by Steven Ertelt
March 19, 2006
Salem, OR (LifeNews.com) — The state of Oregon released its latest annual report on assisted suicides there and a pro-life doctors group is concerned that patients are not getting proper psychological treatment before doctors give them drugs to kill themselves.
The Oregon Health Department reported 38 people took their lives under the assisted suicide law, which is about the same number of people who died under the law in previous years.
In 1998, 16 Oregonians used the assisted suicide law to kill themselves, followed by 27 in 1999, 27 in 2000, 21 in 2001, 38 in 2002, 42 in 2003, and 37 in 2004.
As in prior years, the typical profile of a patient using the assisted suicide law is a white male about the age of 70 who is battling cancer. Mot have a college education and a handful suffer from either AIDS or Lou Gehrig’s disease.
All but three lived in western Oregon and most died at home and were receiving hospice care at the time.
While patients cite depression and other emotional fears as their reasons for using the assisted suicide law, just two patients received psychological evaluations prior to being given the lethal drugs. That concerns a pro-life doctors group.
Physicians for Compassionate Care expressed its "profound grief for those vulnerable individuals frightened into committing assisted suicide.”
"Suicidal ideation is a symptom of depression, and this raises concern that depressed patients are being medically killed in Oregon," it responded.
PCC still worries the Oregon law does not allow patients or their families to file lawsuits against doctors if something goes wrong and said the law "protect[s] doctors from peer review and from prosecution for medical killing.”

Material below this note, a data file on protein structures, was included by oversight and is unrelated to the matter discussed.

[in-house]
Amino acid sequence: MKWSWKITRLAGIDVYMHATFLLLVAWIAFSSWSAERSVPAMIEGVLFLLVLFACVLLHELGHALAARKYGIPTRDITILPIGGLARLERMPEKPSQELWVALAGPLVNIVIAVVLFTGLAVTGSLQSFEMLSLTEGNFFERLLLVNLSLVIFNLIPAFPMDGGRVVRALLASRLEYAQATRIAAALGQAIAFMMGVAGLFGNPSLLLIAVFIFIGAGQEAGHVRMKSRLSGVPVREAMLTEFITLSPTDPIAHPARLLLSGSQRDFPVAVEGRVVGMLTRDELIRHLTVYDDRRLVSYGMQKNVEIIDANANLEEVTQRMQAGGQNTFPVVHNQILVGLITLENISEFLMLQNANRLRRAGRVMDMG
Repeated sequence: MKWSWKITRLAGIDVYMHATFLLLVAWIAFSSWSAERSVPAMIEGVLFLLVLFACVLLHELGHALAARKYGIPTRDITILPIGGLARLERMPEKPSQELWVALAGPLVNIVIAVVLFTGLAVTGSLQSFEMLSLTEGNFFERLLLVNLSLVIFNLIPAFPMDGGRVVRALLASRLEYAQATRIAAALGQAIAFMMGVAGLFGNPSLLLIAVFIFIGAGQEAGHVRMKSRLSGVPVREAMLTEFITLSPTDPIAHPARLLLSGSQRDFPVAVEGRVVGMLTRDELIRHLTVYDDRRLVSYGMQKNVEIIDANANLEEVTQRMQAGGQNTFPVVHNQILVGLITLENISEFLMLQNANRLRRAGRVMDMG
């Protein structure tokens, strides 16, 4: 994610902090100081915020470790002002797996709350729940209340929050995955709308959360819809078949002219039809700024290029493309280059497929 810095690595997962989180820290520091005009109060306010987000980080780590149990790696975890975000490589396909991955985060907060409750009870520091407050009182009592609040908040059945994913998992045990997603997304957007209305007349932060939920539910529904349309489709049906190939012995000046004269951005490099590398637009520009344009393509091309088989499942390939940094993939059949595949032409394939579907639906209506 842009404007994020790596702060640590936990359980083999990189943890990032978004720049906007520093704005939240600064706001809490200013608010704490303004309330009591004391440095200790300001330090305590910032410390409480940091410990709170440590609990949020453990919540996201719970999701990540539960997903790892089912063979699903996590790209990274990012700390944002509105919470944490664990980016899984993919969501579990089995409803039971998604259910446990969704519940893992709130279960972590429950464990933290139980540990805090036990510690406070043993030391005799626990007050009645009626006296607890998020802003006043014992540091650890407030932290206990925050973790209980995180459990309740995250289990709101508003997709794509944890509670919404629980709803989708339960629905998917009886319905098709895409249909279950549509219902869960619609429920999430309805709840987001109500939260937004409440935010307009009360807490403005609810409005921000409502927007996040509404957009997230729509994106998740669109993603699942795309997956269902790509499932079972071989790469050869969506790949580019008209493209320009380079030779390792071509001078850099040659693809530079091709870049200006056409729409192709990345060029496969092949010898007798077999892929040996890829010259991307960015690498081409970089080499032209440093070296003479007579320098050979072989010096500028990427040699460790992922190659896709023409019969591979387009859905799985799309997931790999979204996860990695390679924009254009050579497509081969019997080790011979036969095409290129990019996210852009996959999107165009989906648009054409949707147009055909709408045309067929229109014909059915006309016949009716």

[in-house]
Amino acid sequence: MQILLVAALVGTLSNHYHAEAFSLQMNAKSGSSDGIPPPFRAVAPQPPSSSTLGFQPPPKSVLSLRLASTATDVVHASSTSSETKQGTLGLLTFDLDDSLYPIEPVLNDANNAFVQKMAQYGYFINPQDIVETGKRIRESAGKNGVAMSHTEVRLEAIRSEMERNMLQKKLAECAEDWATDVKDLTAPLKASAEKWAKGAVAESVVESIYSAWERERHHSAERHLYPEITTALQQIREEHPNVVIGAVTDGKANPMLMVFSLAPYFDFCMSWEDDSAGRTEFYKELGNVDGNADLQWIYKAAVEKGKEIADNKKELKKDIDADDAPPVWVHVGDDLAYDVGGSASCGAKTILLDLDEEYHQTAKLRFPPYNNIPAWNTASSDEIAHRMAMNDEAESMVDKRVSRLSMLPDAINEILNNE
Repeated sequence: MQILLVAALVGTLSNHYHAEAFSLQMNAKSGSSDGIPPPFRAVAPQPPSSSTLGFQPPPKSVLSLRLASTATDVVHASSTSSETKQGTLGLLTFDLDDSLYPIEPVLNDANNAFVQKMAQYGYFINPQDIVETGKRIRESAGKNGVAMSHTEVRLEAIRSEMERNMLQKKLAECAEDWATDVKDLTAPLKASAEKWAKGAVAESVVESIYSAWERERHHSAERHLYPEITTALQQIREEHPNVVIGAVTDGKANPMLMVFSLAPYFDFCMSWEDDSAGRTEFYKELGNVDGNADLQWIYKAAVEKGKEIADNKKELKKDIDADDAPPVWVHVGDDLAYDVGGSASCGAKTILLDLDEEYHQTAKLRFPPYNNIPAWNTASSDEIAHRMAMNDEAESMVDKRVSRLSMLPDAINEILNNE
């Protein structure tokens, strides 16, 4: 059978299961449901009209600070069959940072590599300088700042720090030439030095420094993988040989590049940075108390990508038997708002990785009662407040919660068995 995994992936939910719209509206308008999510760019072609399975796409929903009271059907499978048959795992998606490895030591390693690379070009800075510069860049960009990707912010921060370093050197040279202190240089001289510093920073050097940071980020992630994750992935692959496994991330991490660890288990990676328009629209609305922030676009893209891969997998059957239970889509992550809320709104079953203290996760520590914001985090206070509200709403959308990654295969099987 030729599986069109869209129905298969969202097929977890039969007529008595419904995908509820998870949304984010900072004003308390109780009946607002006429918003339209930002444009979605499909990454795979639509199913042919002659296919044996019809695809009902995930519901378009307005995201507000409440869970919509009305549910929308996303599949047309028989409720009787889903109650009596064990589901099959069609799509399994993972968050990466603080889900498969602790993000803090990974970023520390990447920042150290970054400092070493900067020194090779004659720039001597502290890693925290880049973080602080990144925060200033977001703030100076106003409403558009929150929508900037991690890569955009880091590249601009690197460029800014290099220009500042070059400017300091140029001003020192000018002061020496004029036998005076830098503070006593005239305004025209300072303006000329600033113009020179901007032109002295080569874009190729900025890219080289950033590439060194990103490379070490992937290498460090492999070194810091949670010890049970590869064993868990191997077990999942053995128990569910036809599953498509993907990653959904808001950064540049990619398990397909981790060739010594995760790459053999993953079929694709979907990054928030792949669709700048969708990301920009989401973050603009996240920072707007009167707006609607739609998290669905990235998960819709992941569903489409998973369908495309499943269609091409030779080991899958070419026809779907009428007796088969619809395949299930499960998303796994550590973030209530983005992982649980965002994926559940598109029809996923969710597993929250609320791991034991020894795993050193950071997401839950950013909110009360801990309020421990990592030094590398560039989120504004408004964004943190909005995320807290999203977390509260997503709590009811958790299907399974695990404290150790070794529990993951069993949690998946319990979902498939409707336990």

That’s particularly a concern since complications resulted in at least one case.
As LifeNews.com reported last March, lung cancer patient David Prueitt took a fatal dose of drugs but woke up three days later wondering why he wasn’t dead. The 42 year-old man eventually lived two more weeks before dying of natural causes.
Another patient who died in 2005 asked for the drugs three years ago, but the law specifically allows the drugs to be given only to patients expected to live for six months or less.
The Oregon Catholic Conference also issued a statement of concern about the state of assisted suicide.
"The practice of physician-assisted suicide in Oregon has entered the area of abuse of the statute which by its nature tragically devalues the lives of the terminally ill," the group said.
In a 1997 case, the Supreme Court unanimously ruled that no right to assisted suicide exists, but states could decide whether to allow assisted suicides to take place.
The high court ruled this year that the federal government could not used the Controlled Substances Act to restrict the use of federally controlled drugs in the assisted suicides. Pro-life lawmakers in Congress are considering a proposal to change the law to allow the restrictions.
Since the Oregon assisted suicide law went into effect in 1997, 246 people have used it to kill themselves.
California, Michigan, Hawaii, Maine, Vermont and Washington have defeated attempts to legalize assisted suicide over the years.
Related web sites:
Physicians for Compassionate Care – https://www.pccef.org
Oregon Report on Assisted Suicide – https://egov.oregon.gov/DHS/ph/pas/docs/year8.pdf
Oregon Department of Human Services – https://www.oregon.gov/DHS/index.shtml